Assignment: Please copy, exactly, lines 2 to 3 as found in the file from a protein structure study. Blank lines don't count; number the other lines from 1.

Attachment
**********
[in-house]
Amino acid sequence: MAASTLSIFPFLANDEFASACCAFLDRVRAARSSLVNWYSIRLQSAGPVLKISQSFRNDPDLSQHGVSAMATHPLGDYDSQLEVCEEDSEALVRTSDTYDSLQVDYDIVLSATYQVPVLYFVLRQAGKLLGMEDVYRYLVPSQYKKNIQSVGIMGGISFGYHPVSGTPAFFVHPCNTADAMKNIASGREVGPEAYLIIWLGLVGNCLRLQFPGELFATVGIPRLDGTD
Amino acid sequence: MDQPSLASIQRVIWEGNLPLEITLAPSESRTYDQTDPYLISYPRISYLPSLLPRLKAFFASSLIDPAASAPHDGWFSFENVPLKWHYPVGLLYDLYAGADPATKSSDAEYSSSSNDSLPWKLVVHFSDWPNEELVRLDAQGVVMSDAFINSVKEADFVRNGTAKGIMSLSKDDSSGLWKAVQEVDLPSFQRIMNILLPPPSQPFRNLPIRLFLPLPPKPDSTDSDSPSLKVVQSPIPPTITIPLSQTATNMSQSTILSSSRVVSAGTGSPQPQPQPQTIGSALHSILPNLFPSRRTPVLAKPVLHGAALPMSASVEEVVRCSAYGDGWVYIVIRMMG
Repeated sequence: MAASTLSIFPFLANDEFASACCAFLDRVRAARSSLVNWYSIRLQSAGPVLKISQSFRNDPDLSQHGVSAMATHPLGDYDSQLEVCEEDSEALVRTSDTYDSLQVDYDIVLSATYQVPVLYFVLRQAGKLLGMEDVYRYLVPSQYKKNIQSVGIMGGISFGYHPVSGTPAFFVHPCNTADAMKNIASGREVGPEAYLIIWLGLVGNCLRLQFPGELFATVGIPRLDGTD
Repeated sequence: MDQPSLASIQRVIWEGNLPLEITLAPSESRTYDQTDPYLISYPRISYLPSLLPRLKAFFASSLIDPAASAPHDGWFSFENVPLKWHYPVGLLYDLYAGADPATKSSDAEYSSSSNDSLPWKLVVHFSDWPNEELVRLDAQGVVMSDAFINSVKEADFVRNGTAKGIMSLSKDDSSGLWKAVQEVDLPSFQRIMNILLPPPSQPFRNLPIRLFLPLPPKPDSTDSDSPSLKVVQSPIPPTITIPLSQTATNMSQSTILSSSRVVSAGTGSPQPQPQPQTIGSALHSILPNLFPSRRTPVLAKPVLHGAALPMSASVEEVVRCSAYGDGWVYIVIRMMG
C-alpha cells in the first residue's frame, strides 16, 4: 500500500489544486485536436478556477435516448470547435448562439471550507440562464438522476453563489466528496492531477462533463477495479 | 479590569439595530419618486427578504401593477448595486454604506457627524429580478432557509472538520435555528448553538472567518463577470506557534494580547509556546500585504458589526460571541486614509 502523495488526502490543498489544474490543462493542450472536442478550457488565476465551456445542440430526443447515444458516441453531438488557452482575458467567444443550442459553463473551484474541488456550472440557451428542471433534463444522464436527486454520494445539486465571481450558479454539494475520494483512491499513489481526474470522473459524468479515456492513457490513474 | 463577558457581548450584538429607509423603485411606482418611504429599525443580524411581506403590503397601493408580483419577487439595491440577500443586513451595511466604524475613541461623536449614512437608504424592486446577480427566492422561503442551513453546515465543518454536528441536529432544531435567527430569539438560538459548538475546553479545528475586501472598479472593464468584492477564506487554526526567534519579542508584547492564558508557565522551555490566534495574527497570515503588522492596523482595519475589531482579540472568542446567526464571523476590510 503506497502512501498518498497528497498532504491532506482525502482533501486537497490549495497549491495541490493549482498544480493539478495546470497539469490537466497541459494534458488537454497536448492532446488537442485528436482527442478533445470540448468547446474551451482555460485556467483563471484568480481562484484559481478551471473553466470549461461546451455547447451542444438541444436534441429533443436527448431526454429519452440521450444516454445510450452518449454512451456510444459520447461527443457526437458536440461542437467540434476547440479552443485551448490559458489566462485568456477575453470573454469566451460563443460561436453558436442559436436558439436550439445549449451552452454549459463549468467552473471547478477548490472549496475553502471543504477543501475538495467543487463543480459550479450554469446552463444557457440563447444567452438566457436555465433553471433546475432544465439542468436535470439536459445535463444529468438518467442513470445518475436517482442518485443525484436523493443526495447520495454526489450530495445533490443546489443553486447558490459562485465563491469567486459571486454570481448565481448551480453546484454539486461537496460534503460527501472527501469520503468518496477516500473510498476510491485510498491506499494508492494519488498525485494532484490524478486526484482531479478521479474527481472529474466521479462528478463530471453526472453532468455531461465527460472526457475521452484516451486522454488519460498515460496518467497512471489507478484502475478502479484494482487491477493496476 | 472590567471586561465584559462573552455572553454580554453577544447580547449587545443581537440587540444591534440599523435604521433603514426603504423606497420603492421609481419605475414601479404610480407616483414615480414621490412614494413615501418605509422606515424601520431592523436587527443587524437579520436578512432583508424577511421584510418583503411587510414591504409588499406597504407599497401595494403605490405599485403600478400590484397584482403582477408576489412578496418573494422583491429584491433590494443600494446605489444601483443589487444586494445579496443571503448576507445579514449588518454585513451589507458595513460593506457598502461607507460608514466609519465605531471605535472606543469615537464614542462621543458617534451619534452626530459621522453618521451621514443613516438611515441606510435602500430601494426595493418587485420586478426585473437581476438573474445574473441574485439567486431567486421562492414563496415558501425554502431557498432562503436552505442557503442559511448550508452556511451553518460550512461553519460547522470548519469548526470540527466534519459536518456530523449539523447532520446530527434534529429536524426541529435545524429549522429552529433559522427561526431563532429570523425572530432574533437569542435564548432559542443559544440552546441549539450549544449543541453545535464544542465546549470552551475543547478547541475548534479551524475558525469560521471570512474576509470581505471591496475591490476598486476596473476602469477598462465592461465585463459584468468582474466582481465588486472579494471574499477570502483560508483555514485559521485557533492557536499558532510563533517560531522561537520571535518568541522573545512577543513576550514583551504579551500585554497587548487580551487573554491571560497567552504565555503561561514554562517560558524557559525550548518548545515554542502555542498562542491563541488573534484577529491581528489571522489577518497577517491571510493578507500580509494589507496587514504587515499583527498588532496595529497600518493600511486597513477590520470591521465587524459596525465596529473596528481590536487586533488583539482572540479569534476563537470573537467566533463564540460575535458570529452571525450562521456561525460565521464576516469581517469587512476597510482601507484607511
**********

Amino acid sequence: MAASTLSIFPFLANDEFASACCAFLDRVRAARSSLVNWYSIRLQSAGPVLKISQSFRNDPDLSQHGVSAMATHPLGDYDSQLEVCEEDSEALVRTSDTYDSLQVDYDIVLSATYQVPVLYFVLRQAGKLLGMEDVYRYLVPSQYKKNIQSVGIMGGISFGYHPVSGTPAFFVHPCNTADAMKNIASGREVGPEAYLIIWLGLVGNCLRLQFPGELFATVGIPRLDGTD
Amino acid sequence: MDQPSLASIQRVIWEGNLPLEITLAPSESRTYDQTDPYLISYPRISYLPSLLPRLKAFFASSLIDPAASAPHDGWFSFENVPLKWHYPVGLLYDLYAGADPATKSSDAEYSSSSNDSLPWKLVVHFSDWPNEELVRLDAQGVVMSDAFINSVKEADFVRNGTAKGIMSLSKDDSSGLWKAVQEVDLPSFQRIMNILLPPPSQPFRNLPIRLFLPLPPKPDSTDSDSPSLKVVQSPIPPTITIPLSQTATNMSQSTILSSSRVVSAGTGSPQPQPQPQTIGSALHSILPNLFPSRRTPVLAKPVLHGAALPMSASVEEVVRCSAYGDGWVYIVIRMMG